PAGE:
In Genesis 18, the Lord appeared to Abraham, and after Abraham got some food together, the Lord said that Sarah would have a son, despite her age:
“And he said, I will certainly return unto thee according to the time of life; and lo, Sarah thy wife shall have a son. And Sarah heard it in the tent door, which was behind him.
Now Abraham and Sarah were old and well stricken in age; and it ceased to be with Sarah after the manner of women.
Therefore Sarah laughed within herself saying, After I am waxed old shall I have pleasure, my lord being old also?”
The Lord is not keen on Sarah laughing inwardly at this. She lies and says she wasn’t laughing. But she was. The Lord then walks with Abraham, and tells him that the sins of the cities of Sodom and Gomorrah are ‘very grevious’ but the sins aren’t explained. Abraham then manages to convince the Lord not to be too angry if there are some people in the city who are not righteous.
In Genesis 19, the Lord sends two angels to speak to Lot (Abraham’s nephew) who lives in Sodom. At this point it gets a little vague, but there is an association between Sodom and ‘sodomy’, so its easy to jump to conclusions. The men of the city surround Lot’s house and demand to see the two men (angels) ‘that we may know them’… Lot asks them to ‘do not so wickedly’ and tells them to take his own two virgin daughters instead of the male visitors – ‘do ye to them as is good in your eyes’.
The angels stand up for themselves, and blind the men of Sodom, then decide to destroy the city ‘because the cry of them is waxen great before the face of the LORD’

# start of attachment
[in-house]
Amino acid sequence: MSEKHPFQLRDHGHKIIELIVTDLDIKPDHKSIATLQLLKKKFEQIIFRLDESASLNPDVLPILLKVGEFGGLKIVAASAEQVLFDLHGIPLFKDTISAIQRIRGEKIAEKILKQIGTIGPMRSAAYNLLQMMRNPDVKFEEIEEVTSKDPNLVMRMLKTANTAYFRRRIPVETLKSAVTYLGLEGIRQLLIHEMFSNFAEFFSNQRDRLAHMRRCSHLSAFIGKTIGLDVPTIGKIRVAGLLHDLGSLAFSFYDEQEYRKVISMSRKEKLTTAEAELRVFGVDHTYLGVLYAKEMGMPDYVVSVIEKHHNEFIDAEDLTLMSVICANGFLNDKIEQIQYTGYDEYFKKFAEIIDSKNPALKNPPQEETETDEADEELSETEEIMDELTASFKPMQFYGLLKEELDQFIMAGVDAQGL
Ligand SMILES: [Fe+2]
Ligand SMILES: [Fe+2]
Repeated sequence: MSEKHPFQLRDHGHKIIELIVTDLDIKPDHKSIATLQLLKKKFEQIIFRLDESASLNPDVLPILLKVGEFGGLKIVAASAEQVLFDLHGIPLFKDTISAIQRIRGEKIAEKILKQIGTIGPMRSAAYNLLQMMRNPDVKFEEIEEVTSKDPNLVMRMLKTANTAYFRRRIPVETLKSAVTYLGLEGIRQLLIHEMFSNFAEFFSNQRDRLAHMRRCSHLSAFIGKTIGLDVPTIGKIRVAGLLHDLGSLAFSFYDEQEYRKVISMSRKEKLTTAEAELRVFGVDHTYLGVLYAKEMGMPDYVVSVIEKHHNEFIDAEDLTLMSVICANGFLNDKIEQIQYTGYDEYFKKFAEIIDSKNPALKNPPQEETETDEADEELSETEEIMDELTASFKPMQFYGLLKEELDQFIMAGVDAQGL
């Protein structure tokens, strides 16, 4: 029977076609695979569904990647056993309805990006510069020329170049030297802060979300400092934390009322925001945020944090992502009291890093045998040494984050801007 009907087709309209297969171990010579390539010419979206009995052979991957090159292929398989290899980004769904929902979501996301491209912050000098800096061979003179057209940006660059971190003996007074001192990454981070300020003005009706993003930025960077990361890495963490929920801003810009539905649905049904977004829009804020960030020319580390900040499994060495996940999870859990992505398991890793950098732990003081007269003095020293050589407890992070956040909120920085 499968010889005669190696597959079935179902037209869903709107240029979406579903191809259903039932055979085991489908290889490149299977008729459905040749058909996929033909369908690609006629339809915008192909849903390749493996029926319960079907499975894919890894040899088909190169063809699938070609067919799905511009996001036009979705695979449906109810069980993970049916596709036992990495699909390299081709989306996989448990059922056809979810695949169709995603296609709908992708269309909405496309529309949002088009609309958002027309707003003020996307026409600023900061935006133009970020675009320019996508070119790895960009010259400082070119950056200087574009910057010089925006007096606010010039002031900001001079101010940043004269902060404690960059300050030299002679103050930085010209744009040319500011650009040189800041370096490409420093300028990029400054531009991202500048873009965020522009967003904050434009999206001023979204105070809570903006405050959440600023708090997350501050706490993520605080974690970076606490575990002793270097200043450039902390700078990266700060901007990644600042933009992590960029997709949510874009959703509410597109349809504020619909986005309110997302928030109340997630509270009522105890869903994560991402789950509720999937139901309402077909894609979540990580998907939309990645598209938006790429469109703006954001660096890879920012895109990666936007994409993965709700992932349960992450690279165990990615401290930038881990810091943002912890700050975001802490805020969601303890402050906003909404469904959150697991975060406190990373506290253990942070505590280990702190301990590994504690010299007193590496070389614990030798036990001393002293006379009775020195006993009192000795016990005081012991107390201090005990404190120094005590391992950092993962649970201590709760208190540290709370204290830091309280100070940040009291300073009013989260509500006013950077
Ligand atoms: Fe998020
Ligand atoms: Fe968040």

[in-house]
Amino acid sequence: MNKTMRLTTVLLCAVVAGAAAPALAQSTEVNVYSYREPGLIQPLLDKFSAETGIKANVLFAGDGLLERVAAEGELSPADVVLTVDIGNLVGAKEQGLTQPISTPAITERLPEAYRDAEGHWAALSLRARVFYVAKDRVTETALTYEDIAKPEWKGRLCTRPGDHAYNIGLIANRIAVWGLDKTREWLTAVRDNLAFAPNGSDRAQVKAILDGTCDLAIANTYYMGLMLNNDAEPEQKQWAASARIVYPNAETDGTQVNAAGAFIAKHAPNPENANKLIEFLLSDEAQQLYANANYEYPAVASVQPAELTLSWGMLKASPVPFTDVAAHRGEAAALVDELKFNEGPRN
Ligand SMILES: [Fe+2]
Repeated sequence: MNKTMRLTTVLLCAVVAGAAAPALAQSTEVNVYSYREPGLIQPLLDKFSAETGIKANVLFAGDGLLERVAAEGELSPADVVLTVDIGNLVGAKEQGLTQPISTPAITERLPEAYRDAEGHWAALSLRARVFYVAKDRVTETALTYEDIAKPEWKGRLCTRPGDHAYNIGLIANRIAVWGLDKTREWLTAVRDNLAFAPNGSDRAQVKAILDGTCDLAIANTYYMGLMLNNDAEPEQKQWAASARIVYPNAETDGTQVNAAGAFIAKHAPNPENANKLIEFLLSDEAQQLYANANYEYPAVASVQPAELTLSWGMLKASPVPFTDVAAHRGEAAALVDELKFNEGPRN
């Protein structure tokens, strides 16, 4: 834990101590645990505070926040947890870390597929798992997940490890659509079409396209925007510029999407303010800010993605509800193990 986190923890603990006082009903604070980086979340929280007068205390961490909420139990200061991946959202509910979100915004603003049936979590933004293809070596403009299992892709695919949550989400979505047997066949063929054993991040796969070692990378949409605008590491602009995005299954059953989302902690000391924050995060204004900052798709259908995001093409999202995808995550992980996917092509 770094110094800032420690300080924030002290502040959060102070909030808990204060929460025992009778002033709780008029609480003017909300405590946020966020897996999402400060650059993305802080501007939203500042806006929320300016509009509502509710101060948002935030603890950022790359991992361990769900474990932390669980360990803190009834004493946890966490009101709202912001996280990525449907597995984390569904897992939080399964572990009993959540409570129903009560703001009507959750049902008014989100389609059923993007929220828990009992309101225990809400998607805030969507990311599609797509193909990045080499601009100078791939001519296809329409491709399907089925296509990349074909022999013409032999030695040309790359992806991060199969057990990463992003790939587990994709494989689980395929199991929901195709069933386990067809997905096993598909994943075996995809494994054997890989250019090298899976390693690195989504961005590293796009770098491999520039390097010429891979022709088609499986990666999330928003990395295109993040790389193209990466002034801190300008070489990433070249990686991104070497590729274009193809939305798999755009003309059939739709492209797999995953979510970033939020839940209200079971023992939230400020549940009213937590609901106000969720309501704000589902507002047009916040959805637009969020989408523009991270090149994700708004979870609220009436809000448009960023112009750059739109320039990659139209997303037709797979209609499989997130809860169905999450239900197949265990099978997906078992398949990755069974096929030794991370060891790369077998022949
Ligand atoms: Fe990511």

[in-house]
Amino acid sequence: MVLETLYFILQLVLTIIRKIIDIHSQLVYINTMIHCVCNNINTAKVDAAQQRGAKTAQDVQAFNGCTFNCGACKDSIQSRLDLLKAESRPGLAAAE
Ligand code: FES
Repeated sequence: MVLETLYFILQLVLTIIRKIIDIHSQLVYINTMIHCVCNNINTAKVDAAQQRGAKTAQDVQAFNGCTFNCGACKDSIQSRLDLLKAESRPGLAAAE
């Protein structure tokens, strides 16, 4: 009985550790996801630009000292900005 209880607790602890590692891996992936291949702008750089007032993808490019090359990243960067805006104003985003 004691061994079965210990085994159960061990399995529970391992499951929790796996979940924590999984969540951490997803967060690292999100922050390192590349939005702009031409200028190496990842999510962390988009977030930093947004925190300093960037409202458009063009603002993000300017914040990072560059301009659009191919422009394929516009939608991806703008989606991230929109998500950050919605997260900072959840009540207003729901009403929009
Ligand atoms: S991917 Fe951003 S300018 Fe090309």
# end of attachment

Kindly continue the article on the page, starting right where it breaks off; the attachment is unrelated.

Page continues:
Lot, his wife and his daughters (mercifully) are told to leave the city quick, before it’s destroyed, but ‘look not behind thee’. So they skedaddle, but as the ‘LORD rained upon Sodom and upon Gomorrah brimstone and fire from the LORD out of heaven’ Lot’s wife carelessly turns around to watch and ‘she became a pillar of salt’.
Lot then has to escape to a cave with only his daughters for company (more of that later).
1. The LORD is aware of your thoughts, and I have a feeling he might have something in for Sarah. But, he is promising her a son, despite her having gone through menopause.
2. Sodom & Gomorrah’s sins are bad, as it seems they like to ‘know’ men, and that’s bad. But giving your daughters to them to do what they want is not such a bad sin.
3. The phrase is ‘brimstone and fire’ not ‘fire and brimstone’
4. It might seem pedantic, but how do they know Lot’s wife turned into a pillar of salt without looking round themselves? Did they realise she was gone, return at a later date, see the pillar of salt and say “that must be her”? Or is the disappearance of the wife into a pillar of salt symbolic for something that I’ve missed? Does she see God? Does she want to hang out with the bad men of Sodom?
“Lot’s Wife” pillar at Mount Sodom, Israel – does kind of look like a woman in a flowing dress.
Lot’s wife seems to be smiling at Sodom in her pillar-state. I like the topping over of the buildings by a top corner cloud blow.
This is satisfyingly over the top, and I like that Lot’s wife is struck by salt-lightning. There is drama and pomposity here.
One daughter looks bored, she must be teenage. The other has some sort of spinning thing and some keys and a wee box. Lot appears to have a hot water bottle on his back. There is not a lot of drama, or pomposity here.
Durer drew a portrait of van Leyden, I guess they were friends. This painting combines the destruction and the following episode of Lot and his daughters in the cave. Wine is flowing, cuddling is happening…..